> installed windows from scratch and never really paid attention, I'd
    > just enter the key and be done with it.
    >
    > The original disc is damaged and I have a new oem one on the way.
    > From what I've reasearched as long as the disc is an oem version it
    > will work with the coa that i currently have. Why is that? Does the
    > key not really matter until the computer connects to the internet/800
    > number to verify or what?
    >
    > Its just something that got me thinking.
    >
    > Thanks
    > Adam

    The product license key isn't on the CD at all. It's just an sum that
    validates according to the settings chosen by Microsoft and they're the same
    on all CDs of that same type to put it simply. My key would work with your
    CD and many others for instance. They key does matter when you activate the
    product (perhaps you don't as it's OEM but on retail that would matter) in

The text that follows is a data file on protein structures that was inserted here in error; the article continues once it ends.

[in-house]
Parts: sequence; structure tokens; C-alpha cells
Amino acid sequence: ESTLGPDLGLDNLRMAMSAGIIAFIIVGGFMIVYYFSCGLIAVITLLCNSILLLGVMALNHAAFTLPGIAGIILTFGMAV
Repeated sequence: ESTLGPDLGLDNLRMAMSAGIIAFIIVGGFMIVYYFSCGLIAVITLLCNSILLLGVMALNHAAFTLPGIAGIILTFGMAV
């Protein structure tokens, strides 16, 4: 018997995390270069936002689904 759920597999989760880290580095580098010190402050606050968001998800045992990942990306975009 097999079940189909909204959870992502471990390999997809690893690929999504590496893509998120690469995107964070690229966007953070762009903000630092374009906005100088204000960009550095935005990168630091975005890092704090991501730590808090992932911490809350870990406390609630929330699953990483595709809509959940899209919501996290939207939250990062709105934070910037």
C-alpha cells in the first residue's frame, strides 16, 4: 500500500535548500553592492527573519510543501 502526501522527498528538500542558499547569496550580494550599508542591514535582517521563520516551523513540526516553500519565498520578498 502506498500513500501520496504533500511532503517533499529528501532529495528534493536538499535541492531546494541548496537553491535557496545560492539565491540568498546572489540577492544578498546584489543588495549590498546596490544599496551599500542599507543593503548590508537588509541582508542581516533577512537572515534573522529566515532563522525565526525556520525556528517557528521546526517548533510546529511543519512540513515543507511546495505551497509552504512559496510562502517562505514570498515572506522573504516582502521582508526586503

that it's checked to see how long ago it has been activated or if it's a
    stolen key.

    Galen
    --
    Signature changed for a moment of silence.
    Rest well Alex and we'll see you on the other side.
  3. Archived from groups: microsoft.public.windowsxp.basics (More info?)

    Hi Galen,

    >> following your lead, text following yours...

    "Galen" <galennews@gmail.com> wrote in message
    news:%23YXx%23Z7RFHA.2964@TK2MSFTNGP15.phx.gbl...
    > In news:33343BB8-8782-4B7B-BFDA-635D5A996645@microsoft.com,
    > spudnik282 <spudnik282@discussions.microsoft.com> had this to say:
    >
    > My reply is at the bottom of your sent message:
    >
    >> I've been staring at my damaged windows xp pro oem version cd and
    >> wondering how the COA product key works. Its been awhile since ive
    >> installed windows from scratch and never really paid attention, I'd
    >> just enter the key and be done with it.
    >>
    >> The original disc is damaged and I have a new oem one on the way.
    >> From what I've reasearched as long as the disc is an oem version it
    >> will work with the coa that i currently have. Why is that? Does the
    >> key not really matter until the computer connects to the internet/800
    >> number to verify or what?
    >>
    >> Its just something that got me thinking.
    >>
    >> Thanks
    >> Adam
    >
    > The product license key isn't on the CD at all. It's just an sum that